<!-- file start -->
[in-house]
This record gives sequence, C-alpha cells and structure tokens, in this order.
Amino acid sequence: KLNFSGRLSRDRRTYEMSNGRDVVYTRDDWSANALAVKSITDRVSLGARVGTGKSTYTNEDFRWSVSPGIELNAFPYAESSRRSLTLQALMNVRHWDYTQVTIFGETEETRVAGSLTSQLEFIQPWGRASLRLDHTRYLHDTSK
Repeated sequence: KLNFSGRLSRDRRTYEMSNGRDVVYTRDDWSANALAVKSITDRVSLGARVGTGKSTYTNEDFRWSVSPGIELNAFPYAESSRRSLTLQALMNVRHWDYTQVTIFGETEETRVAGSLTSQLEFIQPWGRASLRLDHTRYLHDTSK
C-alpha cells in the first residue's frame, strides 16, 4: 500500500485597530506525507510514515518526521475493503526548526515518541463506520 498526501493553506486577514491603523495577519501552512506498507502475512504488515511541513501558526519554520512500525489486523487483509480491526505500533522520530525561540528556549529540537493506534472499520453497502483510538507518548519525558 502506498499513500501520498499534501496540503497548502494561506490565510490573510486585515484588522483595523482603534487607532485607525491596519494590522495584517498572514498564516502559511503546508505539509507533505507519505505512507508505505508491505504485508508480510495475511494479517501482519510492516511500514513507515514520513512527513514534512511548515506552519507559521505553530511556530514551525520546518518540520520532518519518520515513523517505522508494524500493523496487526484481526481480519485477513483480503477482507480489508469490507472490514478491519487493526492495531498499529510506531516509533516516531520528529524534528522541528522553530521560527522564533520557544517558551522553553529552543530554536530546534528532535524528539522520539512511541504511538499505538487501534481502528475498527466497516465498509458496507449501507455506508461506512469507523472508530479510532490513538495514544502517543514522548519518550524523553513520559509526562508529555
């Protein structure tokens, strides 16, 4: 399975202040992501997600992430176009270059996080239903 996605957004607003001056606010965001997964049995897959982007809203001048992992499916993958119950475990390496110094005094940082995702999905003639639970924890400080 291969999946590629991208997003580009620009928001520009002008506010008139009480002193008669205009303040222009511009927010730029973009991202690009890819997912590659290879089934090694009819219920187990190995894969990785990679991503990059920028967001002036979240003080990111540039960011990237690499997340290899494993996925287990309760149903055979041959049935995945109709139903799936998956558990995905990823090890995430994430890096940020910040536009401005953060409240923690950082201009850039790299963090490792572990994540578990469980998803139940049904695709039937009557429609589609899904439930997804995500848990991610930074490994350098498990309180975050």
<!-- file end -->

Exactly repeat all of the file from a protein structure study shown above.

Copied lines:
[in-house]
This record gives sequence, C-alpha cells and structure tokens, in this order.
Amino acid sequence: KLNFSGRLSRDRRTYEMSNGRDVVYTRDDWSANALAVKSITDRVSLGARVGTGKSTYTNEDFRWSVSPGIELNAFPYAESSRRSLTLQALMNVRHWDYTQVTIFGETEETRVAGSLTSQLEFIQPWGRASLRLDHTRYLHDTSK
Repeated sequence: KLNFSGRLSRDRRTYEMSNGRDVVYTRDDWSANALAVKSITDRVSLGARVGTGKSTYTNEDFRWSVSPGIELNAFPYAESSRRSLTLQALMNVRHWDYTQVTIFGETEETRVAGSLTSQLEFIQPWGRASLRLDHTRYLHDTSK
C-alpha cells in the first residue's frame, strides 16, 4: 500500500485597530506525507510514515518526521475493503526548526515518541463506520 498526501493553506486577514491603523495577519501552512506498507502475512504488515511541513501558526519554520512500525489486523487483509480491526505500533522520530525561540528556549529540537493506534472499520453497502483510538507518548519525558 502506498499513500501520498499534501496540503497548502494561506490565510490573510486585515484588522483595523482603534487607532485607525491596519494590522495584517498572514498564516502559511503546508505539509507533505507519505505512507508505505508491505504485508508480510495475511494479517501482519510492516511500514513507515514520513512527513514534512511548515506552519507559521505553530511556530514551525520546518518540520520532518519518520515513523517505522508494524500493523496487526484481526481480519485477513483480503477482507480489508469490507472490514478491519487493526492495531498499529510506531516509533516516531520528529524534528522541528522553530521560527522564533520557544517558551522553553529552543530554536530546534528532535524528539522520539512511541504511538499505538487501534481502528475498527466497516465498509458496507449501507455506508461506512469507523472508530479510532490513538495514544502517543514522548519518550524523553513520559509526562508529555
């Protein structure tokens, strides 16, 4: 399975202040992501997600992430176009270059996080239903 996605957004607003001056606010965001997964049995897959982007809203001048992992499916993958119950475990390496110094005094940082995702999905003639639970924890400080 291969999946590629991208997003580009620009928001520009002008506010008139009480002193008669205009303040222009511009927010730029973009991202690009890819997912590659290879089934090694009819219920187990190995894969990785990679991503990059920028967001002036979240003080990111540039960011990237690499997340290899494993996925287990309760149903055979041959049935995945109709139903799936998956558990995905990823090890995430994430890096940020910040536009401005953060409240923690950082201009850039790299963090490792572990994540578990469980998803139940049904695709039937009557429609589609899904439930997804995500848990991610930074490994350098498990309180975050």